They once were so abundant in the Pacific that flotillas of migrating turtles in Baja waters would slow navigators. Surrounded by the swarms, it wouldn’t have required more than an afterthought for 17th- and 18th-century pirates and explorers to eat this unassuming prey. By 1920, up to 1000 sea turtles were being shipped to San Diego restaurants on a weekly basis.

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SallyOBarr May 8, 2009 @ 9:20 a.m.

I enjoyed your story, Nasreen. I hope you keep writing and continue to get published. All the best to you!


SDaniels May 5, 2009 @ 12:37 p.m.

Ok, then, so maybe the title should be:

"Made a Couple of Hasty Inquiries about Sea Turtles so I Could Attempt to Cast Mystery Over my Lackluster Dating and Working Lives."


magicsfive May 5, 2009 @ 2:34 p.m.

LOL SD you never cease to make me smile....


David Dodd May 5, 2009 @ 3:10 p.m.

Hey, guys, get off of Nasreen. All serious writers make hasty inquiries about sea turtles, it's right here in my Community College Creative Writing textbook, Chapter Seven: Weaving Together Ambiguous Life Experiences Using Marine Biology As A Vehicle.


JeffreySeminoff May 4, 2009 @ 9:58 a.m.

Hi All,

This is Jeffrey Seminoff, the ecologist that was quoted in the sea turtle article. Unfortunately, the author of this story botched the information that I provided. Yes the sea turtles key in on the eelgrass in San Diego Bay, but they also ABSOLUTELY key in on the warm water effluent of the South Bay Power Plant. This is particularly true during winter months, when the surrounding waters are much colder than the effluent.



SDaniels May 6, 2009 @ 12:16 a.m.

I guess I thought this story would serve as Cliff's Notes. Now I am FORCED to read Chapter 7.


David Dodd May 6, 2009 @ 12:30 a.m.

It will serve you well, SD. You should see the short story I'm working on right now involving squid. Sure, it's a bit slimy, but man is it fluid...


SDaniels May 6, 2009 @ 12:54 a.m.

It certainly sounds inky. I'm working on a story about clams, but I can't talk about it.


David Dodd May 6, 2009 @ 1:08 a.m.

Sounds challenging, SD. However will you get your characters to open up? At the very least, they'll be happy.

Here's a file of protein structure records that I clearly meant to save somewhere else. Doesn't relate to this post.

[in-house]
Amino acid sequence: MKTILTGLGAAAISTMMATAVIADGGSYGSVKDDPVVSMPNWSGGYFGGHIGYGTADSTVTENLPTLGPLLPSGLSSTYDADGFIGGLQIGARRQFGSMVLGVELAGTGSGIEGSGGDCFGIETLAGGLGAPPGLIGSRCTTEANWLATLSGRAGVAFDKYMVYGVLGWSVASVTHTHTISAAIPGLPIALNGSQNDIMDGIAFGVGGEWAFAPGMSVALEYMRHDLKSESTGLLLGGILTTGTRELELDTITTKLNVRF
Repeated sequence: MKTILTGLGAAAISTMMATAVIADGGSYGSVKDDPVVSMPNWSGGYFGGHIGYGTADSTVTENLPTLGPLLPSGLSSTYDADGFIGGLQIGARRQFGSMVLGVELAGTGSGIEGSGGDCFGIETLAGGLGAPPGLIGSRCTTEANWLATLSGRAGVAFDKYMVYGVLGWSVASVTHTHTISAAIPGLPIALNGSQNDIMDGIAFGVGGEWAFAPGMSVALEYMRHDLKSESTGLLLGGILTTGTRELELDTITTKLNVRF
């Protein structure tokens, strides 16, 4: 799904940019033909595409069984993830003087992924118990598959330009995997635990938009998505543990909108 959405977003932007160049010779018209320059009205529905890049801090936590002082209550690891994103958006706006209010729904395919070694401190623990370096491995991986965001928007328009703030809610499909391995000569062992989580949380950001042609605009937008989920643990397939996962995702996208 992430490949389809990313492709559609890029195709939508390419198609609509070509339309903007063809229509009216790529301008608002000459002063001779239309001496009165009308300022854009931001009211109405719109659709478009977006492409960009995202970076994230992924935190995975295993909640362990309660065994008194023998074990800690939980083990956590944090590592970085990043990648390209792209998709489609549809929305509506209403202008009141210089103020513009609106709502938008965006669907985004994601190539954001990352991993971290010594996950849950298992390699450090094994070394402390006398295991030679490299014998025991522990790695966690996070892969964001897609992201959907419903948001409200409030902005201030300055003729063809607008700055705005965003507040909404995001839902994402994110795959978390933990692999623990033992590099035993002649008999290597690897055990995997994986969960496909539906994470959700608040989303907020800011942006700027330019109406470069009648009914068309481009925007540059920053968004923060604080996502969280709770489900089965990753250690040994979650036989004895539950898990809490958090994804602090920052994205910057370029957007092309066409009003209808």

SDaniels May 6, 2009 @ 1:13 a.m.

Well, they say love cuts like a knife. I promise, it'll be a juicy one!


thestoryteller May 14, 2009 @ 8:24 p.m.

Hey Nasreen! Isn't it amazing how the people like jmc (on my blog)among others haven't done squat in the Reader and yet they are authorities on what makes a good story? How embarrassing for them! They really should have enough class not to let their jealousy show. They are making themselves look small.

I can't wait to read your next one!


David Dodd May 28, 2009 @ 10:53 a.m.

To Nasreen (and to "Name Withheld" in La Jolla):

Presuming that mine were the "nasty comments" referred to in the "Letters" section of the Reader concerning your story, I invite you to scan the entire thread of comments starting with ecologist Jeffery Seminoff. There were no derogatory comments made other than to use Mr. Seminoff's comment to have a little fun at your expense. The story was fine.

If I were to criticize a story in the Reader, and I have done so on several occasions, it would be direct and specific. As a writer, you are accountable for your content, and as a reader who responds to what you write, I am also accountable for my response; and therefore, I do not withhold my name. While you continue to write, I will presume that you recognize the difference between "nasty comments" and a couple of people who were inspired to have a little fun commenting on your story; and I will hope that "name withheld" in La Jolla learns the difference between the two.


zodzelig May 28, 2009 @ 11:26 p.m.

refriedgringo: Nameless in La Jolla in this week's hard copy and NotQuiteADiva above are both referring to my May 6 letter (http://www.sandiegoreader.com/news/2009/may/06/letters/)on Nasreen's article, which I did not like at all. Not because of her writing, but over the snide attitude toward working that displayed itself with the guy who took her resume, in her repeated quitting, and in her random comments about people who stay at a job they don't like. I just found it all a bit much coming from a post-grad who was living at home.

Re Name Withheld in La Jolla: I agree that a writer who deems herself accountable for her writing backs it up with her name, and don't understand why the Reader granted anonymity in a case where no danger even remotely exists.
-Neil Allen (Normal Heights, not Talmadge)


David Dodd May 28, 2009 @ 11:36 p.m.

Mr. Allen:

Apologies. I don't get the opportunity to receive a hard copy of the Reader here in Baja unless I cross the border. And I commend you greatly for including your name.

Best regards,

David Alton Dodd


NotQuiteADiva May 19, 2009 @ 6:44 p.m.

Nasreen, you are doing swimmingly! Do not fret those who can’t tell the difference between first person narrative and narcissism. I’m sure the dweebs who used the term didn’t even know what it meant other that it made them feel so-much-smarter to say it! Whatever!!! You must forge forward and we the appreciative readers of The Reader look forward to your contributions to come…